Swedish home furniture giant Ikea will be launching online sales in this country when it opens its second India retail store in Mumbai next year.
The company’s first India store — a 400,000-sq ft facility of four floors in addition to two floors of parking in Hyderabad’s IT hub — is getting final touches.
It is set for a formal opening on July 19, almost six years after the firm announced a Rs 105-billion foreign direct investment in the country. The firm has invested Rs 10 billion in its Hyderabad facility.
During a preview of this store on Wednesday, Ikea’s India Chief Executive Officer Peter Betzel told the media that India was going to be a unique experience as the firm would look beyond large-format stores.
He said the company also expected the online pie in India to be bigger than the 6-7 per cent share it has been getting through online sales in a dozen countries so far.
“To buy a sofa you have to first sit on it. Touch and feel is very important for a customer to buy. But as online buying in every product area is growing, it will be so in furniture segment too. We will enter this channel next year when we open our store in Mumbai,” Betzel said.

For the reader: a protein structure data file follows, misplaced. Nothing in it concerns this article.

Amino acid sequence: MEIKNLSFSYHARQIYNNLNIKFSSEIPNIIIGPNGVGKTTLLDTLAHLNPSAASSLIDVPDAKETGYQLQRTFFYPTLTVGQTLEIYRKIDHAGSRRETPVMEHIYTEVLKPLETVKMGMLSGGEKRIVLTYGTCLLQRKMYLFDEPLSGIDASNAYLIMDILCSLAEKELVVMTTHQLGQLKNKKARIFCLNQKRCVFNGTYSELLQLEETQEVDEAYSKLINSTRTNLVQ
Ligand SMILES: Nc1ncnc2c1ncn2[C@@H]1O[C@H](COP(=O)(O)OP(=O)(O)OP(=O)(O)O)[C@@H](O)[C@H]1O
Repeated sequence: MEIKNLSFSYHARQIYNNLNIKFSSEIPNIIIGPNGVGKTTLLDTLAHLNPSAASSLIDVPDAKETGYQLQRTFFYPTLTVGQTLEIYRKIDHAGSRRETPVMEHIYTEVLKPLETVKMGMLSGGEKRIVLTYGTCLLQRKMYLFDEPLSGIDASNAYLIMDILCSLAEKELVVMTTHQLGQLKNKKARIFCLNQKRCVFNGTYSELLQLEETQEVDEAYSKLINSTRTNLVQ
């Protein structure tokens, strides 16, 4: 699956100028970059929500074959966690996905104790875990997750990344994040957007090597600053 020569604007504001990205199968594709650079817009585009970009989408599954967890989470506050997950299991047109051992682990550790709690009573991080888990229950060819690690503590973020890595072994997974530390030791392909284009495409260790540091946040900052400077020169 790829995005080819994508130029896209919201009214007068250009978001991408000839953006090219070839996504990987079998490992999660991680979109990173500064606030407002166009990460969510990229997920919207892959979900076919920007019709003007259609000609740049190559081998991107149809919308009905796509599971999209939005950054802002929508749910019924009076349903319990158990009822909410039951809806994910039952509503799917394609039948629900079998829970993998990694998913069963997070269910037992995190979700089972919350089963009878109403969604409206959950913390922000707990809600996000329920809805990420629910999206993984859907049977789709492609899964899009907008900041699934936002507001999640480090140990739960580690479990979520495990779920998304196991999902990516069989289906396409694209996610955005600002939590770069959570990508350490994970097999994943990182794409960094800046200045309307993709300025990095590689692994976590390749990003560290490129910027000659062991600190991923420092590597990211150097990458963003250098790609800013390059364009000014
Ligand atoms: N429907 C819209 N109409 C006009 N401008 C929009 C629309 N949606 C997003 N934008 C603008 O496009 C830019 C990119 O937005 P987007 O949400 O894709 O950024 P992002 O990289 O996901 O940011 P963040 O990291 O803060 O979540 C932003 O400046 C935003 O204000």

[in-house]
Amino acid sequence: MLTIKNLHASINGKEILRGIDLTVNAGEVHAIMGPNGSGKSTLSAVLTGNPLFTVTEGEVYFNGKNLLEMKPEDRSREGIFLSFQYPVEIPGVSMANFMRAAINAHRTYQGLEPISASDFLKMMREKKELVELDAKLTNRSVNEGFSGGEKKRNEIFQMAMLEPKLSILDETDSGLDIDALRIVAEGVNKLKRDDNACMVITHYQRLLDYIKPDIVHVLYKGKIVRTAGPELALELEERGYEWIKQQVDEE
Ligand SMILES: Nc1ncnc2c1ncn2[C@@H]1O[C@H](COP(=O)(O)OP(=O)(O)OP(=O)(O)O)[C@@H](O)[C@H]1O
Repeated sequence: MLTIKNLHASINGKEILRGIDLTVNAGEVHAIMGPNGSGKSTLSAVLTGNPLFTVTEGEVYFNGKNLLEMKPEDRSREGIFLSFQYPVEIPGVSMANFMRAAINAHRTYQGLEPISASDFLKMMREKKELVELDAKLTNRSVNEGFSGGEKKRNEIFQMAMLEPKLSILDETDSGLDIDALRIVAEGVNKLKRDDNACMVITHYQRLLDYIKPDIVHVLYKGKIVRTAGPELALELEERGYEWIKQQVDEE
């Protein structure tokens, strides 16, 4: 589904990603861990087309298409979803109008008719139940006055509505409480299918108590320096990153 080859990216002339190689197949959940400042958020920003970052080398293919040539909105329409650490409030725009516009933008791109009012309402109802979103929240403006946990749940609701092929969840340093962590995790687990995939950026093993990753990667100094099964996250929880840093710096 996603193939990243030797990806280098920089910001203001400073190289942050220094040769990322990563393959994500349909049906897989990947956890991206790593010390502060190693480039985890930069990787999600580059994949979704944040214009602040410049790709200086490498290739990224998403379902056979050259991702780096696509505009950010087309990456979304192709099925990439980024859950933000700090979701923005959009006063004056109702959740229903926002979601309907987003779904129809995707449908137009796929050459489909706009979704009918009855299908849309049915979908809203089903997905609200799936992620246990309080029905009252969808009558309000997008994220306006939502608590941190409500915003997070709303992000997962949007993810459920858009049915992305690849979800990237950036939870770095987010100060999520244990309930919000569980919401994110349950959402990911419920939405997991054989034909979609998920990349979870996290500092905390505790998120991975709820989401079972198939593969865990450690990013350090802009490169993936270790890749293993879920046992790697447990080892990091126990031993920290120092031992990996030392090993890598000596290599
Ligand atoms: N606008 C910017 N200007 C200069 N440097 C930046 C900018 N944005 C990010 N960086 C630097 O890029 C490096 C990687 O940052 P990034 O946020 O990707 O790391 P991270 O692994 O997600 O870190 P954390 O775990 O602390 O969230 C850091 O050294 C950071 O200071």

Besides the large-format stores, which would come up in peripheral areas of large cities, and the online foray, the company would also look to set up small experiential stores of 10,000-50,000 sq ft in cities, depending on the business experience they are going to have in India.
Apart from bringing 7,500 products that, according to Betzel, would affordable for customers of every income level, the company is also bringing a new set of practices and culture to the Indian retail space. For instance, all the 1,000 co-workers in the Hyderabad store would have a five-day week, even though the store would run seven days a week from 9.30 in the morning till 11 in the night. Also, the minimum wage would be double the amount prescribed by the Indian government.
Though the company home delivers products on a ‘do-it-yourself’ condition, it has set up a team to assemble furniture at customers’ homes for a price.
Responding to a question on target customers, Betzel said Ikea does not focus on a particular income group as the company was here for a long-term and sought to grow along with the growth of household incomes.
Ikea’s first India store has a 20 per cent local content value. The firm plans to increase the value of local outsourcing to 50 per cent eventually, according to Ikea.